NEW PALESTINE — Early Monday morning, just as the sun was coming up, a large group of students stood together around the flagpole in front of New Palestine High School.
They gathered for a quick vigil before heading to class, their first day back after a two-week spring break, stopping to pay their respects for one who was missing.
Freshman Abigail Rejer, 15, daughter of Richard and Kristi Rejer, died unexpectedly Thursday.
Her family called 911 after finding Abby unresponsive in their home, and investigators say they are baffled by her passing, noting she had no known medical conditions. An autopsy came back inconclusive, they said.
Abby’s parents told police she’d gone to bed Wednesday night and seemed fine; they had no reason to check on her before heading to work the next morning.
When they returned home at the end of the day, they found Abby wasn’t breathing.
Medics were unable to revive the girl, who teachers say was an excellent student who was actively involved in music and local volunteer efforts.
Police arrived a few minutes later to investigate, though they found no evidence to suggest how Abby died.
The case remains under investigation, Hancock County Sheriff’s Detective Tim Cicenas said. Toxicology reports – which are sought when someone’s cause of death is unclear – are expected to be returned in the next month; officials hope they can then make a final determination about what happened to the girl.
“It’s just heartbreaking,” Cicenas said.
Abby excelled academically and was always busy; she played the French horn in the school’s concert and pep bands — along with the piano, ukulele and guitar for fun. She liked to volunteer at the Hancock County Public Library and was a big animal-lover, friends said.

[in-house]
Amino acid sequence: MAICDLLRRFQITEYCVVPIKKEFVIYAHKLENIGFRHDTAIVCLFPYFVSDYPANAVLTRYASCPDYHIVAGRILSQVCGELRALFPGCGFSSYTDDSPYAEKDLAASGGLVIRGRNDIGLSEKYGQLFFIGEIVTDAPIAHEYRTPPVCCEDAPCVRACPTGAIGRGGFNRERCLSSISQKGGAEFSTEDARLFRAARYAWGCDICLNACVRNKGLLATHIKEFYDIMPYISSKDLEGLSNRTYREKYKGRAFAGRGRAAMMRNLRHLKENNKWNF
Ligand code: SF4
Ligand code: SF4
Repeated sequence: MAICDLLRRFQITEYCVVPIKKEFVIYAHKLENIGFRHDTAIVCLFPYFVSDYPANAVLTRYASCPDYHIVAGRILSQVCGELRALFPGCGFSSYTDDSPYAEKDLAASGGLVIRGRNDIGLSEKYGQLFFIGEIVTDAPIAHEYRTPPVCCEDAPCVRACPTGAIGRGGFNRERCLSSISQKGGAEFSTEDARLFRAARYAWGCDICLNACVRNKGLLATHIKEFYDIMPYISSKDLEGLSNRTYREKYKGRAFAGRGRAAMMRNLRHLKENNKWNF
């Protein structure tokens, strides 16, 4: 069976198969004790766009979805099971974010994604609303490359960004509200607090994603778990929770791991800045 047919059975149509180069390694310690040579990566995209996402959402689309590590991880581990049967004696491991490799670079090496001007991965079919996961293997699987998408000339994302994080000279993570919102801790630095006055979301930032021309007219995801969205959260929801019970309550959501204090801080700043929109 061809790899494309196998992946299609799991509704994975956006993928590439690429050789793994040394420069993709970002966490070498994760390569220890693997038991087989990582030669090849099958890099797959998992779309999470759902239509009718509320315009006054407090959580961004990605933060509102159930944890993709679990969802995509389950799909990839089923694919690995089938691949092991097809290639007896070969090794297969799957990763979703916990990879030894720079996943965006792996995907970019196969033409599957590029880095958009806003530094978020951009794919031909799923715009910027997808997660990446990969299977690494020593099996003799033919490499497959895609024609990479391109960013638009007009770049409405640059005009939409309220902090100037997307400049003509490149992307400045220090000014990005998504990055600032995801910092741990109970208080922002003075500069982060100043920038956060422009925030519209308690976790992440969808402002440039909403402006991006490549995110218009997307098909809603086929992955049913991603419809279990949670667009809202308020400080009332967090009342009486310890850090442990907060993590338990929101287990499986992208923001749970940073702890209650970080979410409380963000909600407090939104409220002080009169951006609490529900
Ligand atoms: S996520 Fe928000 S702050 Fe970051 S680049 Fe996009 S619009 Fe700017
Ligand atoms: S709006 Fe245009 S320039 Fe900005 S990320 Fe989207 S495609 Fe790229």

“She was a star,” high school principal Keith Fessler said, as he headed into work Monday, making his way past the crowd of pupils that had stopped to mourn together. “She was just one of those fantastic kids.”
Shawn Humphries, the high school’s band instructor, said he saw something special in Abby. He first started teaching her music while she was a student at Doe Creek Middle School and continued those lessons when she came to the high school.
Abby was a quiet student, but she showed an ability to connect with her teachers and her lessons in a way that many admired, Humphries said.
“She was just super bright, very attentive,” he said. “In a room of 50, you’ve got maybe two or three students who are just right there, and she was one of them.”
School officials put a crisis team in place Monday, making counselors and clergy available to students as they returned to school. Those counselors will remain on hand throughout the week, helping everyone who knew Abby deal with their grief.
Many – students and staff alike – were still in shock as they entered the building Monday, Fessler said. He learned of Abby’s death Thursday afternoon and immediately called her teachers, who were devastated to hear she had passed.
“There is no script or playbook on how to deal with this kind of thing,” Fessler said. “It’s crushing.”
Caitlin VanOverberghe contributed to this report.